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Tuesday, 29 May, 2001, 10:47 GMT 11:47 UK
Lib Dems 'to replace Tories'
Liberal Democrat leader Charles Kennedy has said that his party could replace the Conservatives as the "most serious" opposition to Labour after the election.
His comments came as Prime Minister Tony Blair called for Britain to be confident of its place in Europe - and to "make the running" in arguments over the future of the EU.
Mr Blair was speaking in advance of Labour's launch of its business manifesto.
The Conservatives, meanwhile, highlighted their pledge to save families hundreds of pounds a year through tax changes.
Charles Kennedy, speaking during a BBC News Online webcast, said Labour was "looking the likely winner" in the election - and might romp home with a landslide.
Mr Kennedy said the Tories would be in no position to oppose Labour after the election - and so the Lib Dems could fill the role.
Predicting that the knives would be out for William Hague, he said: "The sound of cameras being set up and scaffolding being erected is almost audible around London SW1 at the moment."
"And what we've seen yet is as nothing to what we will see after 7 June.
"There will be no coherent opposition to a second term Tony Blair government - and I think that's where we come in," said Mr Kennedy.
He was speaking as the Lib Dems focused on the drive to take women out of poverty - with the launch of a manifesto for women.
Face of poverty
A senior party figure, Lady Williams, the former Labour cabinet minister Shirley Williams, said it had not been a good election for women.
Labour and the Tories had not addressed women's problems properly, she said, and there would be fewer female MPs after the election.
The manifesto for women promotes the party's plan to phase out the 10p tax rate for low earners.
That could take a million women, on the lowest incomes, out of taxation.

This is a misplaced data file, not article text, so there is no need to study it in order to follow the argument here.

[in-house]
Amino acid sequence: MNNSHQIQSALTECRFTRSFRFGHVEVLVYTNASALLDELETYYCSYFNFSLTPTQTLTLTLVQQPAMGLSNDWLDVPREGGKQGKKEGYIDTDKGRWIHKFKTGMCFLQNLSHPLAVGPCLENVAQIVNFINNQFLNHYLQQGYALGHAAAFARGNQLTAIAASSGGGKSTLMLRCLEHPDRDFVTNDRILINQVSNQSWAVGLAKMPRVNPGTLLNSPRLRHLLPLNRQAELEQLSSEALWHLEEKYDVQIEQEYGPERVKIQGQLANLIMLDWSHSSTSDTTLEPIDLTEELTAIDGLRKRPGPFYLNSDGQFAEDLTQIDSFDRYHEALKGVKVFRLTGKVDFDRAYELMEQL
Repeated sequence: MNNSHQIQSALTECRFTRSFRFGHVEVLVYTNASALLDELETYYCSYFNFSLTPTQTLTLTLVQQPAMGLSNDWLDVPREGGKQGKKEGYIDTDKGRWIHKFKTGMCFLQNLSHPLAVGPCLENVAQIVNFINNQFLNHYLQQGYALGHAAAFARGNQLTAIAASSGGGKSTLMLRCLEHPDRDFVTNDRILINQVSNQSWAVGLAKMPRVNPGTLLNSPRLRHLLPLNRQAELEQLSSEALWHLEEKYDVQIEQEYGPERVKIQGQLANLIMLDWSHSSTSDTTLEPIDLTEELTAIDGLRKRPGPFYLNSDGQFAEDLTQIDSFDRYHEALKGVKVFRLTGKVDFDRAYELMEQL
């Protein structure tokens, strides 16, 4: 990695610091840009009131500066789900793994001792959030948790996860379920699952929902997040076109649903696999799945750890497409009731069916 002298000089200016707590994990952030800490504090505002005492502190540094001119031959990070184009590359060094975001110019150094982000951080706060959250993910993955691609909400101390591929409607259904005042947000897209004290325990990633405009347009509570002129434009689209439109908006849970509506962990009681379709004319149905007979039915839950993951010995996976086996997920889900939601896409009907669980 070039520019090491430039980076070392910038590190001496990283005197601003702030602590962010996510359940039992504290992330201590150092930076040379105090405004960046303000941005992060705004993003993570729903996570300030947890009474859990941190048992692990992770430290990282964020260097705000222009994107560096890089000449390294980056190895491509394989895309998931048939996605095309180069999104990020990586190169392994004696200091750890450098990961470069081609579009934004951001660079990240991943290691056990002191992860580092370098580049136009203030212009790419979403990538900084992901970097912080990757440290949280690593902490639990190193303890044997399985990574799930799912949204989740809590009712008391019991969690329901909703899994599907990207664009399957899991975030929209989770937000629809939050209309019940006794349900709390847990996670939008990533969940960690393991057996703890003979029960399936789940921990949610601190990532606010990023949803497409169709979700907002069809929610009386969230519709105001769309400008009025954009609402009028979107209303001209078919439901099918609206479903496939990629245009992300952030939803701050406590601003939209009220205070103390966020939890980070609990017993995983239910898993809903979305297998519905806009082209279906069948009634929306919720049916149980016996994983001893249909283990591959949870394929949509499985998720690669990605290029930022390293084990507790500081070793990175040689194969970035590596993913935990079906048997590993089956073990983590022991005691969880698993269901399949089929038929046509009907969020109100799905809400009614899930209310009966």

As the manifesto for women was announced, Britain's first female prime minister - Lady Thatcher - was set to join the election fray again.
She will lend her support to the Tories' only Asian candidate in what is thought to be a winnable seat.
Labour was launching its programme for business - by highlighting plans to strengthen competition and encourage investment.
Prime Minister Tony Blair said: "One of the most important changes there's been in politics in the past few years is that New Labour has replaced the Conservative Party as the party for business, for stability, for economic competence."
Mr Blair was again pressed by journalists on Europe.
"This is a country that I believe has got sufficient self-confidence and self-belief to go into Europe and win the argument," he said.
"I say we go in there, we make the running and we make the arguments."
Fighting in Europe
Tory leader William Hague rebutted Mr Blair's charge that Tory plans for Europe would mean either isolation or "humiliating retreat" for the UK.
"Prime ministers have been to European summits in the past to fight for a particular position and have been told they could not do so by political commentators," he said.
"Those pundits had been proved wrong by such figures as Margaret Thatcher and John Major."
The Tories used their election news conference to try to switch the focus to their £8bn worth of tax cuts.
They want specifically to woo young families and produced a string of examples how their tax plans could make "hard-working couples better off."
Mr Hague accused Labour of "weasel words" on tax, which had increased by the equivalent of 10 pence basic rate of income tax.
"This election matters a great deal to those on tight family budgets, working hard to make ends meet."
Shadow chancellor Michael Portillo accused the government of landing the poorest fifth of households with the highest tax burden since records began.
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